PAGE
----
Earnings season has swung around hard on the market today, as the Dow Jones Industrial Average (DJINDICES:^DJI) tumbled 130 points as of 2:30 p.m. EDT following some ugly numbers from one of America's top big banks. All but a handful of blue-chip stocks are in the red -- although no Dow member is taking a beating today like JPMorgan Chase (NYSE:JPM), which has sunk 3.4% on its earnings report. Around the market, fellow big bank Wells Fargo (NYSE:WFC) managed to breathe some life into today's market sell-off with better results of its own. Let's catch up on what you need to know.
Big bank revenue tumbles
JPMorgan investors had looked to today's results as the start of a brighter future for the bank, with billions of dollars in legal costs now behind it, but it wasn't to be for one of America's largest financial institutions. The company's quarterly revenue fell more than $1.5 billion short of analyst expectations, declining 8.5% year over year, while net earnings plunged by a headache-inducing 19%. The culprit for the disaster? Mortgage lending, which hasn't helped quarterly results around the financial industry much at all lately; JPMorgan's lending revenue imploded by 84% year over year.
Things weren't much better across the company's business portfolio. Revenue from bond trading fell by 21%, and even equity market revenue, which posted some of the smallest losses within the company, fell by 3% year over year. Company CEO Jamie Dimon took an optimistic tone toward the earnings miss by citing the volatility of the financial world, but investors shouldn't just dismiss JPMorgan's poor results and across-the-board revenue disappointment. Yes, the bank is moving past of its myriad legal hurdles, and its ability to keep costs down is inspiring for investors. But increased regulatory scrutiny over the big banks means JPMorgan could struggle to drive its lagging business higher in coming quarters with interest rates still sitting around record lows and the mortgage industry in a big slump.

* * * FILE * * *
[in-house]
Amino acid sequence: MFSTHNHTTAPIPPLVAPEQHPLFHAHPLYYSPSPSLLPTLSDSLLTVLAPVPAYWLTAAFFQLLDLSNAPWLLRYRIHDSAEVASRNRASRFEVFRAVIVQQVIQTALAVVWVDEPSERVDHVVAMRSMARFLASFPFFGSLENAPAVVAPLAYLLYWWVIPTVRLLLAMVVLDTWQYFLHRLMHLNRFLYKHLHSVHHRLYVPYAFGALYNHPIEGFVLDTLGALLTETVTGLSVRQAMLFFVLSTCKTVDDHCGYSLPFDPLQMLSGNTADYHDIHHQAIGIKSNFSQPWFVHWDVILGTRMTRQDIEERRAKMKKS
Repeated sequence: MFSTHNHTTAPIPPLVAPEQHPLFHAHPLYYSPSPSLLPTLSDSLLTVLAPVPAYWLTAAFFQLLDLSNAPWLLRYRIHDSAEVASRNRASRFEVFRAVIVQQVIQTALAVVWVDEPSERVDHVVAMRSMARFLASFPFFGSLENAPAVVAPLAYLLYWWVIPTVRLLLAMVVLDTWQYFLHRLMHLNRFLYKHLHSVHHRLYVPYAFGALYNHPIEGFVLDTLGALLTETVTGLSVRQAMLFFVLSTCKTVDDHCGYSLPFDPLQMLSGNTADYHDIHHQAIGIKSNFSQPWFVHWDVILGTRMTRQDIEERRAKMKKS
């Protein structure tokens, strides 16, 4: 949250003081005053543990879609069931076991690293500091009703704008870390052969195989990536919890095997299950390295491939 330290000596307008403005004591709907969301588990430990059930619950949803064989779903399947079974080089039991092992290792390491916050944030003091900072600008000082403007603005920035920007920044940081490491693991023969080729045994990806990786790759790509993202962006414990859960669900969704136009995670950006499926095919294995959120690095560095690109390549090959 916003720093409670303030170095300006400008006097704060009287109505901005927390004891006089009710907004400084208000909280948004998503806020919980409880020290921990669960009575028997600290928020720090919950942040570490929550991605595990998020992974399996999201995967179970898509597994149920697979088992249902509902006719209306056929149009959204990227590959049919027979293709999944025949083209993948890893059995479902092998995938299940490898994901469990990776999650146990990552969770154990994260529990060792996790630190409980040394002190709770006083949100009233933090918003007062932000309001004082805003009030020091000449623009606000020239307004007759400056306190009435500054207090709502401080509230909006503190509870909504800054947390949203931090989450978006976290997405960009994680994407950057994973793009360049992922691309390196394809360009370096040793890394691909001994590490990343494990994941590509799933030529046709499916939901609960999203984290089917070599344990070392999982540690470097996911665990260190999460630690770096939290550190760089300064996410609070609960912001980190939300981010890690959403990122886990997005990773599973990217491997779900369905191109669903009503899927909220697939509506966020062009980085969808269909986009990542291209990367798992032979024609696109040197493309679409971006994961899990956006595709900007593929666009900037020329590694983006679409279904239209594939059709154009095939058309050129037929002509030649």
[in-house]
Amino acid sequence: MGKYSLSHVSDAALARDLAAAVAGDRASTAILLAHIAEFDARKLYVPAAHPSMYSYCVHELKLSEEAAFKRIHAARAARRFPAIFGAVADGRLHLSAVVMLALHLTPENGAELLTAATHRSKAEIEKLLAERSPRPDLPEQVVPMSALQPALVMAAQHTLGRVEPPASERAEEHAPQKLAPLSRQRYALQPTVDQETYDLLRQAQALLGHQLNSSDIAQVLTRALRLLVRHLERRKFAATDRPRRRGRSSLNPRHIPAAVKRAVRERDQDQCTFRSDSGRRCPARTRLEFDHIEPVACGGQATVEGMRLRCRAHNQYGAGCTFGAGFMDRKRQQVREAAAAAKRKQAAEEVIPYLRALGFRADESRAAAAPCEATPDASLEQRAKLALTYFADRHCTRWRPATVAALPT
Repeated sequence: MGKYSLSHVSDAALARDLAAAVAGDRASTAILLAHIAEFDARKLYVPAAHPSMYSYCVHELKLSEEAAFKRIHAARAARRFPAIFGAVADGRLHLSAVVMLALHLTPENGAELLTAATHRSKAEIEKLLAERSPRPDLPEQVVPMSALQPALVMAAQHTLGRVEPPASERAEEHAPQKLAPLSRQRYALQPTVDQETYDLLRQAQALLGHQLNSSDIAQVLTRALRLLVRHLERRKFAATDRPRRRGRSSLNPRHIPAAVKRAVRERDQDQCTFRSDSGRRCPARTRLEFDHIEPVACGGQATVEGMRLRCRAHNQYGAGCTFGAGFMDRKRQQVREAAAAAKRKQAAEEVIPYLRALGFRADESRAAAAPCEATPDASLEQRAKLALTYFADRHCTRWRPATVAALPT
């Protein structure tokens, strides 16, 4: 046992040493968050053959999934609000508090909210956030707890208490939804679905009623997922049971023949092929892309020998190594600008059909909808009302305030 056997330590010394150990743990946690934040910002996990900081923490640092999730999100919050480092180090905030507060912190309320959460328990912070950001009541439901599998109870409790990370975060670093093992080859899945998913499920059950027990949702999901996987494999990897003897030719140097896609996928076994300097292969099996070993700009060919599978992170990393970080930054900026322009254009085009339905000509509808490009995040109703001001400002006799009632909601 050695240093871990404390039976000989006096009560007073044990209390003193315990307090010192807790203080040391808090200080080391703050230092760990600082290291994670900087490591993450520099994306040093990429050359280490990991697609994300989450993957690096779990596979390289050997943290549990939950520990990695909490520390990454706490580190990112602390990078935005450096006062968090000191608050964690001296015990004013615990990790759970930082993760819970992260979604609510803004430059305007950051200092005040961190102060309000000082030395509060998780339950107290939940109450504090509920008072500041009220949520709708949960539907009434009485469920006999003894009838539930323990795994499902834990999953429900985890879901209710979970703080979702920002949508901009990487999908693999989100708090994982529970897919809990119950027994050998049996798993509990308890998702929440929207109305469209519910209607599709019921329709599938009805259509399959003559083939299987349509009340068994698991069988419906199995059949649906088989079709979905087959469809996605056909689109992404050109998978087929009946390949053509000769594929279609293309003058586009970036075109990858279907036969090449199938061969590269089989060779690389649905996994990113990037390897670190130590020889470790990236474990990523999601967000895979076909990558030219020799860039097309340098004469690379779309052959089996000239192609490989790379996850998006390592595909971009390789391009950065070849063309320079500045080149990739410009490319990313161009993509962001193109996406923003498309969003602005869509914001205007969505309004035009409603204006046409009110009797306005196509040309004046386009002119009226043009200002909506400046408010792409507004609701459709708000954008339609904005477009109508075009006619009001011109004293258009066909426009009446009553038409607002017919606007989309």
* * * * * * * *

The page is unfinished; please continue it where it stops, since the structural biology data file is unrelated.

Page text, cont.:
Revenue is becoming a problem around the industry, given rival Wells Fargo's own earnings today -- although the big bank managed to make the most out of its own quarterly report and saw its stock spike by 1.3%. Wells Fargo also took a revenue drop for the quarter, albeit a much more manageable 3% year-over-year decline that didn't impede the bank's 14% year-over-year earnings growth that beat expectations. However, Wells Fargo's mortgage originations slumped by 28% from the fourth quarter and 66% year over year. With a tax benefit and a release of reserves helping Wells Fargo's earnings jump, don't buy too much into this company's earnings beat, although it, like JPMorgan, has done a good job keeping costs under control.
Around the Dow today, Merck (NYSE:MRK)has gained 0.7%. The company has fallen behind in the race to launch an oral hepatitis C drug and capture a slice of what analysts project could be a $20 billion market, but Merck yesterday released some welcome news to investors who have fretted the pharma's pace. A study of a combination of two Merck drugs, MK-5172 and MK-8742, showed a 98% treatment rate of hep C patients dealing with cirrhosis who previously had gone untreated. The phase 2 study is a good sign for Merck's progress in the battle for the oral this market, although the company will need to keep moving along at full speed, considering that Gilead Sciences (NASDAQ:GILD) has already arrived to the market with its own potent hep C drug Sovaldi. However, Sovaldi's hefty price tag has generated controversy, opening up the door to hard-charging rivals that can take advantage of the situation. If Merck plays its cards right, investors could win big in the near future.
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Dan Carroll has no position in any stocks mentioned. The Motley Fool recommends Gilead Sciences and Wells Fargo. The Motley Fool owns shares of JPMorgan Chase and Wells Fargo. Try any of our Foolish newsletter services free for 30 days. We Fools may not all hold the same opinions, but we all believe that considering a diverse range of insights makes us better investors. The Motley Fool has a disclosure policy.